“Sober up. The wagon leaves after Galen’s morning dabbing practice.”

What follows is your journey on the Oregon Trail with the Oregon Project.

First thing is first, Alberto sends you to Matt’s General Store to get rations and equipment for the road ahead.

Matt greets you with a goddamn riddle.

This looks like some sort of quantum physics problem set. You hand Matt the shopping list from Alberto, settle up and leave Matt’s Mathematical Emporium.

Here is your list.

After your grocery store excursion turned Yoke lesson, you get to hop in the wagon and choose your next move.

This isn’t some R.L. Stine choose-your-own-adventure, so I get to choose for you. You decide you want to do all of these things! I applaud your discovery of free will. This will undoubtedly turn into an existential crisis of choice and, in turn, dread of choice in your adult years, but you’re doing great and are on the right track. I promise.

Cam found a cool coonskin cap and now thinks he’s Davy MF Crockett. He convinces you to hunt Bison with him.


One down. Like five to go.

Following a brief funeral ceremony, you crowd back in the wagon and everyone quickly realizes there is now more room in the wagon to stretch out. At first, the party feels guilty for picking up a W in lieu of Cam’s eternal L, but, as we all have come to know, guilt doesn’t last long.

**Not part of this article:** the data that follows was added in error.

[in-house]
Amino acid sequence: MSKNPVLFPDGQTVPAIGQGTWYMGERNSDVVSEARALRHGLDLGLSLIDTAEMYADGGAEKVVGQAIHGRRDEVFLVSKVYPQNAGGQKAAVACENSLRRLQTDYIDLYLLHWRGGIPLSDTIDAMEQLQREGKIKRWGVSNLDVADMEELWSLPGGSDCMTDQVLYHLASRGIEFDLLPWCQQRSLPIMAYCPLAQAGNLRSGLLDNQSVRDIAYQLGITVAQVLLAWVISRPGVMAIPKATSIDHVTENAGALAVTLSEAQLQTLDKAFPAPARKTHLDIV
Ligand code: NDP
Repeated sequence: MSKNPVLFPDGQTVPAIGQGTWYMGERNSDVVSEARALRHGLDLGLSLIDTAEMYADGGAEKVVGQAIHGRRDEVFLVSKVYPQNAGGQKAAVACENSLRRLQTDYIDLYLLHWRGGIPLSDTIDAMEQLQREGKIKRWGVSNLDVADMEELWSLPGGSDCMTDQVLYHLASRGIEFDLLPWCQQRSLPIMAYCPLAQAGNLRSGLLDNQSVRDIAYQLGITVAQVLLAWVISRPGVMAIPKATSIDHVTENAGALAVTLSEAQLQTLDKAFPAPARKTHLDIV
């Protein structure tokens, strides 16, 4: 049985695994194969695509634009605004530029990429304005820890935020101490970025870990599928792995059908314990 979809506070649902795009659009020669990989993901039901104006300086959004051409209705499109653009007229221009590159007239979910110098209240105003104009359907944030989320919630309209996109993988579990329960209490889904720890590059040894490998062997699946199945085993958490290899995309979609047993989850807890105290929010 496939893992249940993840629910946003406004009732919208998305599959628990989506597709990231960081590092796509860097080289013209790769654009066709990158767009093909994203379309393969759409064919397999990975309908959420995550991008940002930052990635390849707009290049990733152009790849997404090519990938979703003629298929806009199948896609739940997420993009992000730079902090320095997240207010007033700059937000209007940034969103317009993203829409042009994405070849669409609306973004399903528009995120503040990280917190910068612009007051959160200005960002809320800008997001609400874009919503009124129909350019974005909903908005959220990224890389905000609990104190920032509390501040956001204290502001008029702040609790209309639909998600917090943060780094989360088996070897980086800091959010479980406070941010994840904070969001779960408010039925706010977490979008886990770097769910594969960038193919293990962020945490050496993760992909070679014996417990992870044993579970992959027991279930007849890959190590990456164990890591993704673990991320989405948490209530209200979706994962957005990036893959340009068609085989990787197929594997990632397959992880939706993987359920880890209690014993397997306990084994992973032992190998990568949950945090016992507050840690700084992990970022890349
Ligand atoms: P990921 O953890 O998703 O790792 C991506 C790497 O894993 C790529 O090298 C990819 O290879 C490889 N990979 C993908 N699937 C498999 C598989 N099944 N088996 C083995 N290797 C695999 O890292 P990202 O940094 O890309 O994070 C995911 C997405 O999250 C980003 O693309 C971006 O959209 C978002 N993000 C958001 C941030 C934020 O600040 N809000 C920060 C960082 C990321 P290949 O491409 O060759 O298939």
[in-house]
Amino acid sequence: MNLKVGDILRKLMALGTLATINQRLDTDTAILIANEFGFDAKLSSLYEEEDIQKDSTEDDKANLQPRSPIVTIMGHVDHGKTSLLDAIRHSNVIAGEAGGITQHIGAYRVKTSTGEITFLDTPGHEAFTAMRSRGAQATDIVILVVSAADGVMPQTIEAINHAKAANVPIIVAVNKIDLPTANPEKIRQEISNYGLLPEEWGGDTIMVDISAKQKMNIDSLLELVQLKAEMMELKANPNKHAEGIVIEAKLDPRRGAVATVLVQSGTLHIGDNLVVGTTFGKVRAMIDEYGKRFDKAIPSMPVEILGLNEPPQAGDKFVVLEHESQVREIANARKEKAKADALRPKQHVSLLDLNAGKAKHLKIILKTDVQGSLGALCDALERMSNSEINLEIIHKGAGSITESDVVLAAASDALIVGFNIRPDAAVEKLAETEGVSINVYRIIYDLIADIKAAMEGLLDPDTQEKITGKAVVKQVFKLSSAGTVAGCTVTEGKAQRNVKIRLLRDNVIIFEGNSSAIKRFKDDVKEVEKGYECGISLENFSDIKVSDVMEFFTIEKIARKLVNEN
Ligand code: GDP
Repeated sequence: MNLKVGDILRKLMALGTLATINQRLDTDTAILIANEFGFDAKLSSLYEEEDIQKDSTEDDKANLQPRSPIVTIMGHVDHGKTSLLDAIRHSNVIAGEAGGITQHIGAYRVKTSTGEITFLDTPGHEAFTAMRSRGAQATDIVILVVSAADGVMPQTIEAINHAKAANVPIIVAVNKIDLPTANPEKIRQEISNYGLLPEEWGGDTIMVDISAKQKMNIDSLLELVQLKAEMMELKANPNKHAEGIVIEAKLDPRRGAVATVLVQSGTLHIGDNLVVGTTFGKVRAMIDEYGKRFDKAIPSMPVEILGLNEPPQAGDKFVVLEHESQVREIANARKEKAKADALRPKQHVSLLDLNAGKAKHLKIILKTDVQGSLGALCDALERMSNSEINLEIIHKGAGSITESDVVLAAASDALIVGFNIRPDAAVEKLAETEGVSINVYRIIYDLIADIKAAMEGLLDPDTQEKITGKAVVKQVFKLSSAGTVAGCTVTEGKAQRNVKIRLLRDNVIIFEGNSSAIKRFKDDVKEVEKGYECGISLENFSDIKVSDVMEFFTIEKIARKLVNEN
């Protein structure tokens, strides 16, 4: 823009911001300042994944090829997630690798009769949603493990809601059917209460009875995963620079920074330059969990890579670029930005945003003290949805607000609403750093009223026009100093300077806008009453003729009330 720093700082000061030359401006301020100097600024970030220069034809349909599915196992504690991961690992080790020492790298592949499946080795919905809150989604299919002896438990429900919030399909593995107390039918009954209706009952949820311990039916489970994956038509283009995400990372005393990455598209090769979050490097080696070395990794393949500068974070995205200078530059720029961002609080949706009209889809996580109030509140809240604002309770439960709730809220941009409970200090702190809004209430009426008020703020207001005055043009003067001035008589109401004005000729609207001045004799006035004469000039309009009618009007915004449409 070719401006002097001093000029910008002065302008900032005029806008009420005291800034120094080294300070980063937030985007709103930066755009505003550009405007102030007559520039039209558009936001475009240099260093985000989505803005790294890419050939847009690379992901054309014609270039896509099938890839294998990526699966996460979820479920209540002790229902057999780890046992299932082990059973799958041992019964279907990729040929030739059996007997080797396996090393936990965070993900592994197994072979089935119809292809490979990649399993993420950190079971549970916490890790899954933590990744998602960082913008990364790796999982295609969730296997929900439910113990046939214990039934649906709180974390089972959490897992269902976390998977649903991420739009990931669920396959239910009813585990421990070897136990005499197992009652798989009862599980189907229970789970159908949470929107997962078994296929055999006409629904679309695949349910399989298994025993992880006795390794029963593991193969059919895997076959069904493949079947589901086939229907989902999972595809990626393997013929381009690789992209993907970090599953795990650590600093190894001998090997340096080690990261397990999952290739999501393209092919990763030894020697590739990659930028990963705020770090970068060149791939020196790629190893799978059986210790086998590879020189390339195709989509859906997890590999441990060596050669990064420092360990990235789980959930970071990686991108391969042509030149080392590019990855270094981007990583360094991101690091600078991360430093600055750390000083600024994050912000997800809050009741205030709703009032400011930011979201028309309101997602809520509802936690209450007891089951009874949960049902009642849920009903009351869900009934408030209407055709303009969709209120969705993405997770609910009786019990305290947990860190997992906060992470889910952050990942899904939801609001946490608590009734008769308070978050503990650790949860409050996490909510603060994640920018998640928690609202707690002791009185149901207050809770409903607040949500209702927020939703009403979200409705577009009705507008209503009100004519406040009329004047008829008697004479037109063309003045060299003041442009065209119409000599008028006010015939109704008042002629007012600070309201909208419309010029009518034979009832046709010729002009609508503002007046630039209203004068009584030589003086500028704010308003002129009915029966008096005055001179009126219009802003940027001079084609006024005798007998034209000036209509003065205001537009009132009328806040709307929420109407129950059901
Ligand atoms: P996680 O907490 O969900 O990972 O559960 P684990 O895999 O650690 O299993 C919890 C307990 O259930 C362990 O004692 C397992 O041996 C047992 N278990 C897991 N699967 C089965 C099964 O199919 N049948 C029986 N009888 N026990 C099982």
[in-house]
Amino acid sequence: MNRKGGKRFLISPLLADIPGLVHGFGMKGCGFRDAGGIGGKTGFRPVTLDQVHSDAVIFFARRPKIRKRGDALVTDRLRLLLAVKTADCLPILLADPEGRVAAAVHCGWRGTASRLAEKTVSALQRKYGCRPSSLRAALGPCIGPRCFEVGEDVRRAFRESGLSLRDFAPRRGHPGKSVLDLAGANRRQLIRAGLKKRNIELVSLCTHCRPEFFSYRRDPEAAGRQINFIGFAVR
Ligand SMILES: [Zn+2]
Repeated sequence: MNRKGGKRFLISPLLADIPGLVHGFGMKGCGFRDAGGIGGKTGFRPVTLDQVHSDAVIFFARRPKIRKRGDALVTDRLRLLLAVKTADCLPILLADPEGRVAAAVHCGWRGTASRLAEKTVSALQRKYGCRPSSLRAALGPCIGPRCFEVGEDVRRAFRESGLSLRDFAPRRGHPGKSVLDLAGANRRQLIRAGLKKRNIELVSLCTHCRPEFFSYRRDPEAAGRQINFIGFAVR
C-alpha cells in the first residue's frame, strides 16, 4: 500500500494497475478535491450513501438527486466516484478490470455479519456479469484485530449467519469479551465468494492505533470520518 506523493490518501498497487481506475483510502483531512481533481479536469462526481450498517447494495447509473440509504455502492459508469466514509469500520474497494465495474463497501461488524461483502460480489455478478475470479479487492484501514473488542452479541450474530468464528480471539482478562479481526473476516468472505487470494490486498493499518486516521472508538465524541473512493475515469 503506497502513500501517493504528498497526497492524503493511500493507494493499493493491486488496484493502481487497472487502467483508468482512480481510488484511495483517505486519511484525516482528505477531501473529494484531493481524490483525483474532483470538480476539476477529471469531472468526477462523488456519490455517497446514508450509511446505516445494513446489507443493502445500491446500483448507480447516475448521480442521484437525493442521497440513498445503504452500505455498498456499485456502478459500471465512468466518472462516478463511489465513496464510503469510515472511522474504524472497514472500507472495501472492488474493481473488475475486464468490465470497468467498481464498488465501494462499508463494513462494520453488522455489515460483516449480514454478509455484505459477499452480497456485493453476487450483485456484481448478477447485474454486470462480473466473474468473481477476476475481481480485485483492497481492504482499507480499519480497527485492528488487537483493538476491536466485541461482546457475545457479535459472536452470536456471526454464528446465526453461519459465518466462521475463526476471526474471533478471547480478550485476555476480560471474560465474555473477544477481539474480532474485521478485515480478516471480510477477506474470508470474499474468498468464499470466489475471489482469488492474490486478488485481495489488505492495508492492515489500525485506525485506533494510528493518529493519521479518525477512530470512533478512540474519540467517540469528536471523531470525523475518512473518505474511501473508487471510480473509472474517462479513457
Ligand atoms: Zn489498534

After a ¼ mile of travel, you come across a river crossing. Matt (no relation to the General Store Physicist) offers to step out of the wagon and see how deep the water level is to determine if it is passable. Alberto rejects his offer, and asks Suguru to check up on it.

Assuming a decision would have been made sooner than later ultimately resulting in Suguru’s demise is no “shock”, but the manner of his death is hard for you to swallow.

These events sadden you and morale is at all-time low. You and Suguru were becoming quite close – sharing with one another the conspiracy theories you held dearest to you. Suguru? A flat-earth truther. And you? You my friend are all in on Simulation Theory. Au revoir, Suguru. The beautiful thing about dying a flat-earth truther, is you were never proved wrong; therefore, my friend, you were right.